The Role of Biosimilars in Oncology - Episode 1
Kashyap Patel, MD: Biosimilars that are currently available in the oncology space—the first one approved was filgrastim; Sandoz was the first one that got approval. Then subsequently one of the products from Pfizer Inc was approved, Nivestym. Prior to that, though, there was a drug called Granix that was approved. Now there are about 3 more biosimilars approved in the therapeutic class as well. One is pegfilgrastim. That of course is supportive care, Udenyca. And then there’s a drug called Fulphila.
Then 2 more drugs approved in the therapy class, which are trastuzumab and the bevacizumab. Both of these drugs are in the regular therapy class approved just in last quarter. With the entry of so many biosimilars in the oncologic therapeutic market, we do expect to have a significant change the way physicians prescribe that. And when we’re looking into the value-based model going forward, these drugs are going to play a tremendous role in helping physicians, patients, providers, and payers.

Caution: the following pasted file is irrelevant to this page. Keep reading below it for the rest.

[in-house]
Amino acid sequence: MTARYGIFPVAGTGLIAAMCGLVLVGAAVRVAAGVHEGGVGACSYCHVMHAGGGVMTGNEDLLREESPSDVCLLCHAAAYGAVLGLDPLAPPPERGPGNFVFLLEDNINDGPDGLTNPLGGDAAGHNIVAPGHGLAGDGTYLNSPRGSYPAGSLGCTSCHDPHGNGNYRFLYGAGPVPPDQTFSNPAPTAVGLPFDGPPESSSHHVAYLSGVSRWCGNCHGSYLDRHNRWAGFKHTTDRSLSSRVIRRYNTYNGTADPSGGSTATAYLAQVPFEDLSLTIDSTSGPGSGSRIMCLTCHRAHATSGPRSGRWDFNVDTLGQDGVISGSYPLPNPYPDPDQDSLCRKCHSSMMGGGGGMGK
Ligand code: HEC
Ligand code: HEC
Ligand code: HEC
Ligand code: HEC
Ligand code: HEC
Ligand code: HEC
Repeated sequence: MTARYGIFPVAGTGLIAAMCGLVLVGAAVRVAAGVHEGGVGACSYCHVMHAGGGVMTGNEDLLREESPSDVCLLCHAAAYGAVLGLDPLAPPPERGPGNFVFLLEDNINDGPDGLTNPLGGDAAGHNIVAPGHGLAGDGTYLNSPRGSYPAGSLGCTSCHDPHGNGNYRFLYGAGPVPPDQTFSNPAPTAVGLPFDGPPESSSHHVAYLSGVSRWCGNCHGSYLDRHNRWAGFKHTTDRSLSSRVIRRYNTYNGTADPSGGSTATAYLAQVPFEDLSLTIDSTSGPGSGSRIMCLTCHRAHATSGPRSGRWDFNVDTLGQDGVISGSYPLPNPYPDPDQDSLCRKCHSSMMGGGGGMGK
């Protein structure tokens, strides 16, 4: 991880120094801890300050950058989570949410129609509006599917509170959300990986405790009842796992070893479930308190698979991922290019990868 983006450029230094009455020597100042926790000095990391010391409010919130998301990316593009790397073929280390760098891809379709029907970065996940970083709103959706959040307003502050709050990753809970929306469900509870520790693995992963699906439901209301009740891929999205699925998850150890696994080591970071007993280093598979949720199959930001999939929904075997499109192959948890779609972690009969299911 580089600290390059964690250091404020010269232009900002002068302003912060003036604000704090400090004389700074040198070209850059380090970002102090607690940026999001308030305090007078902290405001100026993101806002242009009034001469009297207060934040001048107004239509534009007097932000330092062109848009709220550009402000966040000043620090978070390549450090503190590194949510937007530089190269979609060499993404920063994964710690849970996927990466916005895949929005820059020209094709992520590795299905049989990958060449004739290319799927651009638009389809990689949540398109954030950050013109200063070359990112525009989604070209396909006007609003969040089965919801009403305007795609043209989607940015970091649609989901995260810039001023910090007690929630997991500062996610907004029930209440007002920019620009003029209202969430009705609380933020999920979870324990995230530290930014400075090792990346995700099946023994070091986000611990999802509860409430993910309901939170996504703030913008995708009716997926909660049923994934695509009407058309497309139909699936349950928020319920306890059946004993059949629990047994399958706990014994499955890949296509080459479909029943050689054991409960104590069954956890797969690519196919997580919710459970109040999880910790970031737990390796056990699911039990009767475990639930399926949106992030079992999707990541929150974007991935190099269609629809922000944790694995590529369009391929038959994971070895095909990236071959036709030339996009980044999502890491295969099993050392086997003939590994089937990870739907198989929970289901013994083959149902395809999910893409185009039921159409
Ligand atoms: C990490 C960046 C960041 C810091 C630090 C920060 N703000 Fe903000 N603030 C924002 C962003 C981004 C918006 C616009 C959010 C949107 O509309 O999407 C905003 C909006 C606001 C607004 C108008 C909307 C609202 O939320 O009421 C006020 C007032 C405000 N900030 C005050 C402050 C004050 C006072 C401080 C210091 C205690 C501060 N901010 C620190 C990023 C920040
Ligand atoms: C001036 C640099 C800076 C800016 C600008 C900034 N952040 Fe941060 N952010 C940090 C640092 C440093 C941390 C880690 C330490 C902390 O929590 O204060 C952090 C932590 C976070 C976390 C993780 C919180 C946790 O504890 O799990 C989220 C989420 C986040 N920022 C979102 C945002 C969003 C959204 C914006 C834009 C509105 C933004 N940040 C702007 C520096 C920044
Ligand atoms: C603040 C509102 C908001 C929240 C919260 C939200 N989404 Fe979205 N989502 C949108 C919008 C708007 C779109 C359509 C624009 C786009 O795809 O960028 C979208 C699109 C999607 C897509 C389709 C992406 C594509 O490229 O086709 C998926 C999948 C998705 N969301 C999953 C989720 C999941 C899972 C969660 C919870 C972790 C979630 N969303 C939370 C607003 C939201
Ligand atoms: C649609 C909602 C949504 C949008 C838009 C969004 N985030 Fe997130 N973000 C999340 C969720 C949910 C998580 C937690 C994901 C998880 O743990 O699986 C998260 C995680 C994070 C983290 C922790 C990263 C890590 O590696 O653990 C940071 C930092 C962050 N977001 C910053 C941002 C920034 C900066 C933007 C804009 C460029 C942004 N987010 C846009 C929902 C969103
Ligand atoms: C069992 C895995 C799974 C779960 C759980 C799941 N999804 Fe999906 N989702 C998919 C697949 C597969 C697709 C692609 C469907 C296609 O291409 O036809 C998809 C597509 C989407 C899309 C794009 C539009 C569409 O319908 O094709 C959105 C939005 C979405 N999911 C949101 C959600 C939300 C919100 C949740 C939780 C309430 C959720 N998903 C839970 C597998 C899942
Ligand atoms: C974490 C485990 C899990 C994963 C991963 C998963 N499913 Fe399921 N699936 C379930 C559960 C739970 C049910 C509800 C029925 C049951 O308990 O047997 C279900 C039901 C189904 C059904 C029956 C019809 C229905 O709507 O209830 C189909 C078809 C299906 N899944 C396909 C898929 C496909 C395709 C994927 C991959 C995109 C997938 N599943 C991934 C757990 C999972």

The efficacy and potency of biosimilars are measured based on the totality of evidence. FDA created a separate path back in 2009 under the BPCIA [Biologics Price Competition and Innovation Act], to help incorporate safety, efficacy, and the lack of immunogenicity of the biosimilar. And the FDA created a path called the totality of the evidence evaluation, where multiple points are measured beginning from the structural similarity, to the analytical variance, to the chemical composition, as well as PK/PD [pharmacokinetic and pharmacodynamic], and immunogenicity. And if the compound with all the totality of factors is identified as very identical to the parent compound, the trial does not have to be done in the clinical space, simply because the FDA has understood the structural similarity as well as other aspects of chemicals. If they are more similar to parent compounds, then there will be no difference in efficacy as well.
For example, the drug called Udenyca was approved based on the totality of evidence, and trial in human volunteers but not in actual patients.